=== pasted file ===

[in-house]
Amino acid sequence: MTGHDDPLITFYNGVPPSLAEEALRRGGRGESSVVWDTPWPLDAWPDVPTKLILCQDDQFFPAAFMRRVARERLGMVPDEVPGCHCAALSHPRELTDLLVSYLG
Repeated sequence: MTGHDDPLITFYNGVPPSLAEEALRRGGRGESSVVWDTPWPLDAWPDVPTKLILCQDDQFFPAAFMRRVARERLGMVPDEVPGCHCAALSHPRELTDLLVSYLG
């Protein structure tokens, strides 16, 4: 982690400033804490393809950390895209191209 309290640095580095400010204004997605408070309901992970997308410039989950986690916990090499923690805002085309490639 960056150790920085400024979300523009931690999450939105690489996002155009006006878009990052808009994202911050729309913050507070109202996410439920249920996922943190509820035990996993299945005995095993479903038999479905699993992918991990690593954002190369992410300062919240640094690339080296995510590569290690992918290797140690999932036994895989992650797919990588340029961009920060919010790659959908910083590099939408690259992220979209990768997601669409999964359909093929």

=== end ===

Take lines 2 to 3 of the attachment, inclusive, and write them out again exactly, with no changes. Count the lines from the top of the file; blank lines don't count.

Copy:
Amino acid sequence: MTGHDDPLITFYNGVPPSLAEEALRRGGRGESSVVWDTPWPLDAWPDVPTKLILCQDDQFFPAAFMRRVARERLGMVPDEVPGCHCAALSHPRELTDLLVSYLG
Repeated sequence: MTGHDDPLITFYNGVPPSLAEEALRRGGRGESSVVWDTPWPLDAWPDVPTKLILCQDDQFFPAAFMRRVARERLGMVPDEVPGCHCAALSHPRELTDLLVSYLG